Farmer Jeff of Not Enough Acres: More Than Organic
Jeff Deck’s 4.125 acres of land are shy of the five acres formally required to be a legal working farm, hence the name, Not Enough Acres. Deck’s farming and the land he works were the subject of an in-depth feature seven years ago in the winter 2008 issue of Edible Cape Cod, by writer Mary Blair Petiet. Here’s what’s happened since then.
Save for one full- and two part-time workers in the summer growing season, Jeff Deck works solo 70-80 hours a week for three seasons, easing off to 40-50 hours in the winter. His wife, Beth Deck, couldn’t join him on the land if she wanted to, her husband says, as almost every farmer desperately needs the benefits and health care a job elsewhere can provide.
Situated just north of Route 6A, Not Enough Acres is beyond The Marshside Restaurant in East Dennis, and reached by turning left at the juncture away from Sesuit Harbor. Before the sign for Not Enough Acres, there is a field on the right. Deck leases these two-anda- half acres from his father-in-law, who has earmarked this and other land for future farmers for agricultural use. Three centuries ago Beth Deck’s ancestors received this property, originally stretching from Sesuit creek all the way to the bay, as one of the King’s land divisions in colonial America.
The homestead where the Decks reside is the just beyond their farm stand. They raised their two children, now adults, in the same building where Beth’s father was born. Deck has renovated the entire structure, one of his many talents. Beyond the home are two greenhouses that Deck erected, and a barn. Employed many years in landscape maintenance and later as a chef, Deck has secured his niche: “I absolutely love farming to make good healthy food accessible to all.”
Passionate about growing organically, Deck forgoes the yearly inspections, fees and record keeping that would add at least several thousand dollars to his overhead, but that would also gain him the certified organic designation.
“I know how to grow organically, and it’s what I’ve done since I began raising produce here. It’s what has been done off and on every time this land has been farmed since my wife’s family acquired it in 1710. I’m more than organic,” says Deck. “The people who eat my food know that, too.”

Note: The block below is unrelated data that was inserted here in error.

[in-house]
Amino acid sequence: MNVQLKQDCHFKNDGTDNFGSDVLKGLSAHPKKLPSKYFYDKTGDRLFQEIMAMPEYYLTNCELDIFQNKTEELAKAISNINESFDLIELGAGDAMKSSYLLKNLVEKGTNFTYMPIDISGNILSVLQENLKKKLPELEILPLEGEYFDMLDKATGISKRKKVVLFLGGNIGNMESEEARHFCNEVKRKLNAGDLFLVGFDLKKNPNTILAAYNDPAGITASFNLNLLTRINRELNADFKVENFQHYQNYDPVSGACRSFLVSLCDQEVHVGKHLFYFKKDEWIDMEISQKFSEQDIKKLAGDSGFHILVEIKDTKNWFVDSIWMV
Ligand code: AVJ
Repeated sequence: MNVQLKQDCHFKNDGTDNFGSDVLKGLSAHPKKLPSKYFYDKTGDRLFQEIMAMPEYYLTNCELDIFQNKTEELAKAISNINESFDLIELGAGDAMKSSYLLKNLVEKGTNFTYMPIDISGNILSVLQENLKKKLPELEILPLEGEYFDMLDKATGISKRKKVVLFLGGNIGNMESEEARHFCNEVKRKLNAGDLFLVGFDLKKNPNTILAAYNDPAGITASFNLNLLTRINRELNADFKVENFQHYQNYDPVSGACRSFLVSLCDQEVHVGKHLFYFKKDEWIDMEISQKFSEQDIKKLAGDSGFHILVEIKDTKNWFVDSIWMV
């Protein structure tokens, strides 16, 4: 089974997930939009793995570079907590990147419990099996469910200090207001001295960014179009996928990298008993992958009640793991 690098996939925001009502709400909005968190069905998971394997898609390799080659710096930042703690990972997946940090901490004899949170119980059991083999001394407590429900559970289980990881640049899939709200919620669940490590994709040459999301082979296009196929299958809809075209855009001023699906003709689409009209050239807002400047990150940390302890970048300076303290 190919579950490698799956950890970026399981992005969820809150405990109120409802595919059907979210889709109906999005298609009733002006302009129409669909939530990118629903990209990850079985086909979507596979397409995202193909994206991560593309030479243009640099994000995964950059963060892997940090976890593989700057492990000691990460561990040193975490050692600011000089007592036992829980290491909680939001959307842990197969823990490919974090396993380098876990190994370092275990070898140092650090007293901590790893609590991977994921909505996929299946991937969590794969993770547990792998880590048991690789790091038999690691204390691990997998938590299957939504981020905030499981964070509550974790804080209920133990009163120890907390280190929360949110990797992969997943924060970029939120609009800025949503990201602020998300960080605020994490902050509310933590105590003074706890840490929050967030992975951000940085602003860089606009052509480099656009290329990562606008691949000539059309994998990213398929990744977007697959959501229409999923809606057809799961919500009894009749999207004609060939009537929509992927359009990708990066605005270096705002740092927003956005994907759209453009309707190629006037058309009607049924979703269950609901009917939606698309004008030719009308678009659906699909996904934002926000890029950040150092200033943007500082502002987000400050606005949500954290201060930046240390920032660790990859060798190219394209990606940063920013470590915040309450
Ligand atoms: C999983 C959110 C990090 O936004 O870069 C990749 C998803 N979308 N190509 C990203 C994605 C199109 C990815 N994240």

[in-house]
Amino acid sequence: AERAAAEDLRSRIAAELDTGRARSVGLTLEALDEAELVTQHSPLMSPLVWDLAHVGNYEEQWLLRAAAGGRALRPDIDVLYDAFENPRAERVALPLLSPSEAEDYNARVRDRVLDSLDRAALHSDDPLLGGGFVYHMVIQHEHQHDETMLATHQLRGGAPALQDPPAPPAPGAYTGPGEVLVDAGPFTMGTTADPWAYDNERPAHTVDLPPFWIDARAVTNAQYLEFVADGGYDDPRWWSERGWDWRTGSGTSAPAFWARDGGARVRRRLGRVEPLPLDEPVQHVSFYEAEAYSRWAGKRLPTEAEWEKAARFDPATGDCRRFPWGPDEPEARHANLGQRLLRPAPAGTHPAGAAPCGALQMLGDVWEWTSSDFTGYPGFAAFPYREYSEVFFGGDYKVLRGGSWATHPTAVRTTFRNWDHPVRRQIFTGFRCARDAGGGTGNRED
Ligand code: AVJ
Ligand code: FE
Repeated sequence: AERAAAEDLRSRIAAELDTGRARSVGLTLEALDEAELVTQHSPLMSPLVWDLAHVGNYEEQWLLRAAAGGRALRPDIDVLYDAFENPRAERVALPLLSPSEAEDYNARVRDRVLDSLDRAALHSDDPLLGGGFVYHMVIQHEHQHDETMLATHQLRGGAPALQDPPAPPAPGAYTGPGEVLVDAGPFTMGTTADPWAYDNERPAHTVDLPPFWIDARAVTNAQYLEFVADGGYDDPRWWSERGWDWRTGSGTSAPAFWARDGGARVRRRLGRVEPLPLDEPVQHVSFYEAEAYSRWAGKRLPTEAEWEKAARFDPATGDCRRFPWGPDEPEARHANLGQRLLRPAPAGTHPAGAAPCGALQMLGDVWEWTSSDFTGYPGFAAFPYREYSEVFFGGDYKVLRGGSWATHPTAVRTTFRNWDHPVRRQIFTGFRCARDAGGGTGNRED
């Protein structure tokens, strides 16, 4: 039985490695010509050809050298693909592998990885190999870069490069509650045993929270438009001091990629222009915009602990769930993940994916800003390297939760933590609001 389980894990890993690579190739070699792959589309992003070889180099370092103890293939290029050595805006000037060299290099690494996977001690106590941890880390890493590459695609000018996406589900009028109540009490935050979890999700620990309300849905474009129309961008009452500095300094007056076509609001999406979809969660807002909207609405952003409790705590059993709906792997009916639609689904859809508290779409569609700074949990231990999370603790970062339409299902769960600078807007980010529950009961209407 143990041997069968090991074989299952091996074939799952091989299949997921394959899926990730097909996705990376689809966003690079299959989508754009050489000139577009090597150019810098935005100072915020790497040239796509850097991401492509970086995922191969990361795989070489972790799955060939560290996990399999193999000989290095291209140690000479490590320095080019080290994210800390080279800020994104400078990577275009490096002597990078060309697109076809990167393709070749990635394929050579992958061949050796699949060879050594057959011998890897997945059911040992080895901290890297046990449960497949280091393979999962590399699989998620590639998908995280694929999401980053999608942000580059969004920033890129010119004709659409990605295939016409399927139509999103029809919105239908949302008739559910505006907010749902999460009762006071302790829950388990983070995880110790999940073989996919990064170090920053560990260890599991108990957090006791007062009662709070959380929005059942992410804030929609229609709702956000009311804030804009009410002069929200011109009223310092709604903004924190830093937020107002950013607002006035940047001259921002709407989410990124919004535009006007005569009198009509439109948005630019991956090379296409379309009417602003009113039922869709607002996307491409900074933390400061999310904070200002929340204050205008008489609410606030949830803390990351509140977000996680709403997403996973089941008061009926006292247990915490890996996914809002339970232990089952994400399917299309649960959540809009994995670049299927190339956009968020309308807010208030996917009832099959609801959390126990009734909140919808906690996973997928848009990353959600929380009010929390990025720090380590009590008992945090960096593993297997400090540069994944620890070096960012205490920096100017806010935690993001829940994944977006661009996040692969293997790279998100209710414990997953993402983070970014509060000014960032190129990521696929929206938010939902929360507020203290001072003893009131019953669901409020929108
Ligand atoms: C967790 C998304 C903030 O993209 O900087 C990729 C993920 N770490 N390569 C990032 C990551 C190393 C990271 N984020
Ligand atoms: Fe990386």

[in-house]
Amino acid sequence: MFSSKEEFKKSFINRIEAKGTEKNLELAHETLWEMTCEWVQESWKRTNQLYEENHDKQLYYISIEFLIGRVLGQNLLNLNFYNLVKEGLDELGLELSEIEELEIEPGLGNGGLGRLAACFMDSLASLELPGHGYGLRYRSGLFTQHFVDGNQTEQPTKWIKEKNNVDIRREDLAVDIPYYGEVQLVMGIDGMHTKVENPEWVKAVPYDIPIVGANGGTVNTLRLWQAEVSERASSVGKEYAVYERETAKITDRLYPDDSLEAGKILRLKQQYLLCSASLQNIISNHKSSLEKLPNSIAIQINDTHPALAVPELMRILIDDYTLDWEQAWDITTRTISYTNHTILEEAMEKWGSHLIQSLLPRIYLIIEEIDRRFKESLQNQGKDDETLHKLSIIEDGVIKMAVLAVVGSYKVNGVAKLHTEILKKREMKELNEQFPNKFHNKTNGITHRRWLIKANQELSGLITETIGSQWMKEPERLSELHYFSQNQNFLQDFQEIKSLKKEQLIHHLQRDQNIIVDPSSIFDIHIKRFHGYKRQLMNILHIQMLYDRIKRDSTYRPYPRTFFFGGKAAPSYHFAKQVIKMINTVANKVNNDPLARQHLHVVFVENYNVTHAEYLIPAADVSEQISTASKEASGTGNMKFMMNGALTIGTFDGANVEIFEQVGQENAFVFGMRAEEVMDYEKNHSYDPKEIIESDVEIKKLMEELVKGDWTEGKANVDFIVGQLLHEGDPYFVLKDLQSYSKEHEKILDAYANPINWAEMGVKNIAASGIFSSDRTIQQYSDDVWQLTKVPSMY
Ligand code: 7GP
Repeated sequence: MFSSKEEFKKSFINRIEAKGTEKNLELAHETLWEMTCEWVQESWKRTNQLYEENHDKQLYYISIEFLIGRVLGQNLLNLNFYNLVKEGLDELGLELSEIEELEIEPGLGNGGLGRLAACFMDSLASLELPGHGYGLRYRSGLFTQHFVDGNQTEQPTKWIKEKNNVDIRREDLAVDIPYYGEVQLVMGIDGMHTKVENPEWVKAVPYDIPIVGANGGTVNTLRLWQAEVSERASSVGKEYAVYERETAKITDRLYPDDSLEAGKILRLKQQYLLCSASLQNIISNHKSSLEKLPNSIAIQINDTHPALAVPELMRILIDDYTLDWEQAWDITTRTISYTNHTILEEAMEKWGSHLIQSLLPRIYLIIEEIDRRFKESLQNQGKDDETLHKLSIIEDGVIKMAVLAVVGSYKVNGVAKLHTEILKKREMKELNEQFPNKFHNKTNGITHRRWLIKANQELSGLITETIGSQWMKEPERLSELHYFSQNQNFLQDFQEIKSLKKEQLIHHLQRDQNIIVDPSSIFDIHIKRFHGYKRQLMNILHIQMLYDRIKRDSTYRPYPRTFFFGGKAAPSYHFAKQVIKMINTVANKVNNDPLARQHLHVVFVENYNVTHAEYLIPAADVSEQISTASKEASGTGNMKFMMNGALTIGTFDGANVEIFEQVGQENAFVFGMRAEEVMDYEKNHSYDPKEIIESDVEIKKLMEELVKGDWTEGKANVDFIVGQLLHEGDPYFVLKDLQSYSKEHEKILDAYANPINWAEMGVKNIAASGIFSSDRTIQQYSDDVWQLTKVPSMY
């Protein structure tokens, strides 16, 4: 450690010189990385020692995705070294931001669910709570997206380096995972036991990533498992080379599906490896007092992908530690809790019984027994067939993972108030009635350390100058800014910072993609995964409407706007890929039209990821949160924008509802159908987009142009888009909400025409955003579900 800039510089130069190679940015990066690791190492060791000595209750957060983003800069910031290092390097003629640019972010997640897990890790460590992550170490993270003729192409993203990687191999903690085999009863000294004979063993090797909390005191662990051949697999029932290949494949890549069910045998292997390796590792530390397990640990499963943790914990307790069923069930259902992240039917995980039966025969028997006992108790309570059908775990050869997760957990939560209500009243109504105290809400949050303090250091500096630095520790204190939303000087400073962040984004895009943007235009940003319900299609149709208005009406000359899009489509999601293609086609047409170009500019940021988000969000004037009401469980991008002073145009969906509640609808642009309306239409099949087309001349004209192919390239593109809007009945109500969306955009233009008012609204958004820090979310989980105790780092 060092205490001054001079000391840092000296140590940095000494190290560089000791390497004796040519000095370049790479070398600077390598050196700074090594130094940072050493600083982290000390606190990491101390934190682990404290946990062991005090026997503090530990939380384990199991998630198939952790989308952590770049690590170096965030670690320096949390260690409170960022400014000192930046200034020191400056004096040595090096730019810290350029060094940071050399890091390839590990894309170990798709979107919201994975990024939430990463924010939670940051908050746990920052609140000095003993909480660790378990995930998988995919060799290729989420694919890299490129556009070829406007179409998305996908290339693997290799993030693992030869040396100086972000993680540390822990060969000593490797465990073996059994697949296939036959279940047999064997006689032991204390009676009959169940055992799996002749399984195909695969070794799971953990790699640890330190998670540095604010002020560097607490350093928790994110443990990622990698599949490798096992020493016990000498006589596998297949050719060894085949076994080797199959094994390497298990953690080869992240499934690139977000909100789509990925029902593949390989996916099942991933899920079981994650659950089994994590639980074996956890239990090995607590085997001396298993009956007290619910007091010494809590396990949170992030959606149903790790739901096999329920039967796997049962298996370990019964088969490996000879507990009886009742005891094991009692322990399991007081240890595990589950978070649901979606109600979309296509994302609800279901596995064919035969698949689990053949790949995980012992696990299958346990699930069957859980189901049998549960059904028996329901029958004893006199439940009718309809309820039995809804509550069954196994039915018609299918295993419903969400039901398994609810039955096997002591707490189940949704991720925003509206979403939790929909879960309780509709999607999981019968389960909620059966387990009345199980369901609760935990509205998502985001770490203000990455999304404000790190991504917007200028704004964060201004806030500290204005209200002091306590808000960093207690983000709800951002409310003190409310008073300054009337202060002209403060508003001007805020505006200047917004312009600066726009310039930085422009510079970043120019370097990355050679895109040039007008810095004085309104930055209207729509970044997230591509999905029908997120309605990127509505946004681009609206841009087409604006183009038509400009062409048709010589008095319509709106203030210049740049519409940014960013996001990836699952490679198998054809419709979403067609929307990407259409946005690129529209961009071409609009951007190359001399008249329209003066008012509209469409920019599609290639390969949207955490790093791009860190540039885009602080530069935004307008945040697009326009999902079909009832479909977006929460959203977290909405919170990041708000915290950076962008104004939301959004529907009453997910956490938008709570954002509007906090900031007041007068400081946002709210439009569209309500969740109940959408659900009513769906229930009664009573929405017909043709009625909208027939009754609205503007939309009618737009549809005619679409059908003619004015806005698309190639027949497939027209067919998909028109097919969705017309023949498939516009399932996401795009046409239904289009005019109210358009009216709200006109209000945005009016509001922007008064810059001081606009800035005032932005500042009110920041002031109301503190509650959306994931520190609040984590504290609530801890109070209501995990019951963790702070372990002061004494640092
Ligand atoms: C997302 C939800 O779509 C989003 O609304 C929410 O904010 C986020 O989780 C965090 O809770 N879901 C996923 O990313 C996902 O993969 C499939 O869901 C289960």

Instead he puts his energies into a five-year rotational growing plan that maximizes the nutrients available to the vegetables in each field. A big fan of Maine farmer, agricultural researcher and author Eliot Coleman’s methods and French intensive gardening principles, and a member of NOFA (Northeast Organic Farming Association) Deck is largely self-taught. He relies on cover crops like barley, shallow tilling, and manure to optimize his soil.
Deck begins with seeds from High Mowing and Johnny’s, plus starts from Matt’s Organic Gardens in Dennis. Some are directly sown into the fields, while others are launched in the two greenhouses. Weathering a winter like the last one was tough. Deck hauls water to his seedlings when waterlines freeze and keeps the structures clear of weighty snow. With the farm only 13.5 feet above sea level, Deck anxiously watched for several days last winter as the salt water ice blocks edged to within feet of his greenhouses.
Not Enough Acres produces an extensive array of vegetables, berries and herbs, including several varieties each of cucumbers, garlic, tomatoes, Swiss chard, beets, spinach, cabbage, eggplant, lettuce, squash, rhubarb, broccoli, dill, beans, basil, cilantro, carrots, pac choi, cauliflower, potatoes and onions as well as asparagus, kohlrabi, snow peas, strawberries, several colors of raspberries, and some of the loveliest plumed fennel around. Veggies especially in vogue this year are kale and arugula, Deck observes. His offerings slam the perception that organics out-price traditionally grown vegetables. “The volume does it,” he says.
Presently Deck delivers produce boxes two to three days a week on his restaurant routes, and also delivers on demand for several restaurants. Clients include The Red Pheasant Inn (where Deck cooked years ago), Pain D’Avignon, Gina’s by the Sea, Orleans Public House, The Mercantile, Harvest Gallery Wine Bar, Viera, Spoon and Seed and others. He also supplies vegetables like Portuguese kale for The Local Juice, which presses, blends and bottles juices from local organics.